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The French Connection (1971)

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A pair of NYC cops in the Narcotics Bureau stumble onto a drug smuggling job with a French connection.

Director:

William Friedkin

Writers:

Ernest Tidyman (screenplay by), Robin Moore (based on the book by)
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Popularity
2,572 ( 438)
Won 5 Oscars. Another 18 wins & 11 nominations. See more awards »

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Cast

Cast overview, first billed only:
Gene Hackman ... Jimmy Doyle
Fernando Rey ... Alain Charnier
Roy Scheider ... Buddy Russo
Tony Lo Bianco ... Sal Boca
Marcel Bozzuffi ... Pierre Nicoli
Frédéric de Pasquale Frédéric de Pasquale ... Devereaux (as Frederic De Pasquale)
Bill Hickman ... Mulderig
Ann Rebbot Ann Rebbot ... Marie Charnier
Harold Gary Harold Gary ... Weinstock
Arlene Farber Arlene Farber ... Angie Boca
Eddie Egan ... Simonson
André Ernotte André Ernotte ... La Valle (as Andre Ernotte)
Sonny Grosso Sonny Grosso ... Klein
Benny Marino Benny Marino ... Lou Boca
Patrick McDermott ... Chemist (as Pat McDermott)
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Storyline

William Friedkin's gritty police drama portrays two tough New York City cops trying to intercept a huge heroin shipment coming from France. An interesting contrast is established between 'Popeye' Doyle, a short-tempered alcoholic bigot who is nevertheless a hard-working and dedicated police officer, and his nemesis Alain Charnier, a suave and urbane gentleman who is nevertheless a criminal and one of the largest drug suppliers of pure heroin to North America. During the surveillance and eventual bust, Friedkin provides one of the most gripping and memorable car chase sequences ever filmed. Written by Tad Dibbern <DIBBERN_D@a1.mscf.upenn.edu>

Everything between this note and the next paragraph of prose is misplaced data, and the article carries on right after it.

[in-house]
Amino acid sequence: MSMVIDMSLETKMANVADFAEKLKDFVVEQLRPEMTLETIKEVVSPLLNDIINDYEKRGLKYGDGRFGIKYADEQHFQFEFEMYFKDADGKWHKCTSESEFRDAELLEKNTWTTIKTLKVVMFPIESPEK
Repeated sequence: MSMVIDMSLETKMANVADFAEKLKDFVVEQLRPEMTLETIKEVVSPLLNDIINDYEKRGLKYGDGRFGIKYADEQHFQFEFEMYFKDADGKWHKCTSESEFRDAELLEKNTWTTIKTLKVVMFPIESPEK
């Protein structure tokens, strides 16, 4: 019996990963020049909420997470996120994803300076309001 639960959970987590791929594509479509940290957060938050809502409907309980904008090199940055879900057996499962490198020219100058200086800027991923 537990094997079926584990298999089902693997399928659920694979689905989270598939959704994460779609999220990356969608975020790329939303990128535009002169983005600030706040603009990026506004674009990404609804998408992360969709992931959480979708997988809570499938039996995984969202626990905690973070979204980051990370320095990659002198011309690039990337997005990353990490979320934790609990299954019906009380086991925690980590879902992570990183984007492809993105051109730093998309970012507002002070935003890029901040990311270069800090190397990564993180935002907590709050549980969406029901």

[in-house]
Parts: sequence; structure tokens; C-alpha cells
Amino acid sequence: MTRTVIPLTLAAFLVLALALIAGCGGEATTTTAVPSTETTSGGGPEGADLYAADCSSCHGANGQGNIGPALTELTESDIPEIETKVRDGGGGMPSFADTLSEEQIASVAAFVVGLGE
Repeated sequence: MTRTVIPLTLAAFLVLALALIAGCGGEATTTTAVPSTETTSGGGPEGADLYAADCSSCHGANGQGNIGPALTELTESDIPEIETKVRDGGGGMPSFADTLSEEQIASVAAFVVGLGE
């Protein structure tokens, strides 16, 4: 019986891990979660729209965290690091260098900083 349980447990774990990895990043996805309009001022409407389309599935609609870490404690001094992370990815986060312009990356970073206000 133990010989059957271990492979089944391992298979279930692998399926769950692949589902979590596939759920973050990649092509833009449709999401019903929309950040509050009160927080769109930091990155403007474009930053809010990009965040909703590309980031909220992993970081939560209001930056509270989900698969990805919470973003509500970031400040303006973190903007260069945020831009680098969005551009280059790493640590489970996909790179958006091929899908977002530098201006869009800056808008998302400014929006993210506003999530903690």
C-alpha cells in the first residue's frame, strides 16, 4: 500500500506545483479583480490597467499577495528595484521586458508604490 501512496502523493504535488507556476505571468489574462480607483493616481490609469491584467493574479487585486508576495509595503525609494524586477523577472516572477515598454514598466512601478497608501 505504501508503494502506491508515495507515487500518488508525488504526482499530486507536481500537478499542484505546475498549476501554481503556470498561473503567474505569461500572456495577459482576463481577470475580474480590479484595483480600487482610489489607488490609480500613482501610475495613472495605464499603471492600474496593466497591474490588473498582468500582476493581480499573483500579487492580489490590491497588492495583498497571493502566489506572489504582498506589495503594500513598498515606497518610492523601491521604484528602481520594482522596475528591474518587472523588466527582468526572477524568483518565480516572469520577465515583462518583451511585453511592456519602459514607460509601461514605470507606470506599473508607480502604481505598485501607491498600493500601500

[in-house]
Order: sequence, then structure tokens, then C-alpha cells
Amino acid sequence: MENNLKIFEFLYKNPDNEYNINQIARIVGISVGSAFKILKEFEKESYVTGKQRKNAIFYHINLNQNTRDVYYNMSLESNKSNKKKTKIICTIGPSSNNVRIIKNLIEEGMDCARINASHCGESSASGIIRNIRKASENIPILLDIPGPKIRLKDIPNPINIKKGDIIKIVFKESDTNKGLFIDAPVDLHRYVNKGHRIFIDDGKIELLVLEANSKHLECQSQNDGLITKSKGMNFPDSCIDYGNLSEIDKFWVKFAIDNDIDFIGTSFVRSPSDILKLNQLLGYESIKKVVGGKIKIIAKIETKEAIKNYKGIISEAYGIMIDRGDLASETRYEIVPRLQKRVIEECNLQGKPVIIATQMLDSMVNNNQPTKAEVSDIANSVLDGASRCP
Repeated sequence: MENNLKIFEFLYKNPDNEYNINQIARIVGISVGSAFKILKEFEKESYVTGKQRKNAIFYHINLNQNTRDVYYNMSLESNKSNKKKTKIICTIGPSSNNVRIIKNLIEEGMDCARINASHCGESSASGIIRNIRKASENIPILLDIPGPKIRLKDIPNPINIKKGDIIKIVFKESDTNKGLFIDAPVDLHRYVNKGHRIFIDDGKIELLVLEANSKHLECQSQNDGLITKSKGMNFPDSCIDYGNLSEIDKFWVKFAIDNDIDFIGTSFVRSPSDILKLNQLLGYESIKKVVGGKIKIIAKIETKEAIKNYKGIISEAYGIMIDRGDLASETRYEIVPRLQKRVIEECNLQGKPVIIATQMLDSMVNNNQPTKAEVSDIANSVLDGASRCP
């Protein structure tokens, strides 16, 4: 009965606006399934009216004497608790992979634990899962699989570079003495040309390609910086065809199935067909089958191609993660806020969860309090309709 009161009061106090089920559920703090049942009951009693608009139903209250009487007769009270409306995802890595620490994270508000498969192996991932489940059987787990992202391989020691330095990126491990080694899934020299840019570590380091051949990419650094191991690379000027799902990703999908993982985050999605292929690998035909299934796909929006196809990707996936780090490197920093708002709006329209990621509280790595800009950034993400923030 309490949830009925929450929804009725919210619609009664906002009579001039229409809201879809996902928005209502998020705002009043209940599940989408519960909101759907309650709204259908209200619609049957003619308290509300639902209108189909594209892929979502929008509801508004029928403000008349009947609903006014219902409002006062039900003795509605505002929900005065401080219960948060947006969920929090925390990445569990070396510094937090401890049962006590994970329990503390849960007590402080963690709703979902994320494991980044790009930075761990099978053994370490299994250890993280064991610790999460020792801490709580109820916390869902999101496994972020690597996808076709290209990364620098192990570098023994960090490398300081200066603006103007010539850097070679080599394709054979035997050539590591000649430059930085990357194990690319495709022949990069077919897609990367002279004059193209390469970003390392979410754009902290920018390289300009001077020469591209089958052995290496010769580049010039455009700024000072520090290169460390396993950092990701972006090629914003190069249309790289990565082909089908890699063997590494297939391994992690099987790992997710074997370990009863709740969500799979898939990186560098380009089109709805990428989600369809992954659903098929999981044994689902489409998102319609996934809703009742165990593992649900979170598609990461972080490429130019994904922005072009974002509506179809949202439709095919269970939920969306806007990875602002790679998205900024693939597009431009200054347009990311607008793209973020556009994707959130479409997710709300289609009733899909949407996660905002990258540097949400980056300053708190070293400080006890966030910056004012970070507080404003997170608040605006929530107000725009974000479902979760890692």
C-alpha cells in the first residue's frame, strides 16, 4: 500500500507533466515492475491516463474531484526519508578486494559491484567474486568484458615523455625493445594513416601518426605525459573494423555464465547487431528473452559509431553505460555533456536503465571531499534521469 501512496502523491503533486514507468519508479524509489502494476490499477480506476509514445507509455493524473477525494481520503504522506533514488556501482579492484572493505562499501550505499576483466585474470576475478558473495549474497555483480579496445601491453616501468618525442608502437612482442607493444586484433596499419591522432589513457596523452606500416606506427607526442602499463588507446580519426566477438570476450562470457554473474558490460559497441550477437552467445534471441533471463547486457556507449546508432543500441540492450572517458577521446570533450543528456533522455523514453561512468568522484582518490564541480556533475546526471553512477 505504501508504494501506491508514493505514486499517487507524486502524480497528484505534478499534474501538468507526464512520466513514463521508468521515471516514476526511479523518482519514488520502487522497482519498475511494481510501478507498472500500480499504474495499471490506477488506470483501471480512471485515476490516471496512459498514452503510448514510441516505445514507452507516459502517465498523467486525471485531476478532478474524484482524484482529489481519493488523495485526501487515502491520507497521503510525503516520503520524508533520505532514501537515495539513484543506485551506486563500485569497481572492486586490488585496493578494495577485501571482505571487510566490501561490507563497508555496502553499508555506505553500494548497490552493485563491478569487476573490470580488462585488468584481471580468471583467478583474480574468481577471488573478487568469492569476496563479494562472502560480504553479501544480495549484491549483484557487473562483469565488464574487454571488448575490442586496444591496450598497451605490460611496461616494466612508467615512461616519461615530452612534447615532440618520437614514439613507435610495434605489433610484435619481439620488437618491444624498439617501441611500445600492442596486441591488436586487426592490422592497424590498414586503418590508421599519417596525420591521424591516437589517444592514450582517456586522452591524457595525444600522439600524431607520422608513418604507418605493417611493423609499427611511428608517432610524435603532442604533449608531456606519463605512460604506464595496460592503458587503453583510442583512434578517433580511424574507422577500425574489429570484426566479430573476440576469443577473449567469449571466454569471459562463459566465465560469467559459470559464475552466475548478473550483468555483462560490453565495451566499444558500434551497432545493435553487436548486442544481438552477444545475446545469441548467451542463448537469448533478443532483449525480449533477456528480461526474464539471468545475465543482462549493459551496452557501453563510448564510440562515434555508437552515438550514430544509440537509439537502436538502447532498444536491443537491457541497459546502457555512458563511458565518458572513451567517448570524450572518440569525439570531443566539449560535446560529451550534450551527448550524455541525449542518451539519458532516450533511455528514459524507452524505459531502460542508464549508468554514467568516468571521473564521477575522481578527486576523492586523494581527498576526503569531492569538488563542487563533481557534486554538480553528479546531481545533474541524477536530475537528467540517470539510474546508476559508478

Plot Summary | Plot Synopsis

Taglines:

In the great tradition of American thrillers See more »


Certificate:

R | See all certifications »

Parents Guide:

View content advisory »
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Details

Country:

USA

Language:

English | French

Release Date:

9 October 1971 (USA) See more »

Also Known As:

Doyle See more »

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Box Office

Budget:

$1,800,000 (estimated)

Gross USA:

$51,700,000, 31 December 1973
See more on IMDbPro »

Company Credits

Show more on IMDbPro »

Technical Specs

Runtime:

Sound Mix:

Mono (Westrex Recording System)| 4-Track Stereo

Color:

Color (Color by Deluxe)

Aspect Ratio:

1.85 : 1
See full technical specs »
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Did You Know?

Trivia

The early scene where Doyle and Russo chase down a drug dealer with Doyle dressed in a Santa Claus suit is based on a real-life tactic used by Eddie Egan and Sonny Grosso. While on stakeouts in Bedford-Stuyvesant, Egan and Grosso discovered drug dealers could easily spot undercover cops, and would often flee the scene before the cops could arrest them. One Christmas, Egan came up with the idea of dressing in a Santa Claus suit, figuring the dealers would never suspect Santa Claus of being a cop. As depicted in the film, Egan walked the neighborhood streets as Santa Claus, singing Christmas carols with local kids. When he saw a deal going down, Egan sang "Jingle Bells" as a signal to his partners to move in and make the arrest. The tactic worked beautifully, and Egan and his partners made dozens of Christmas arrests over several years. See more »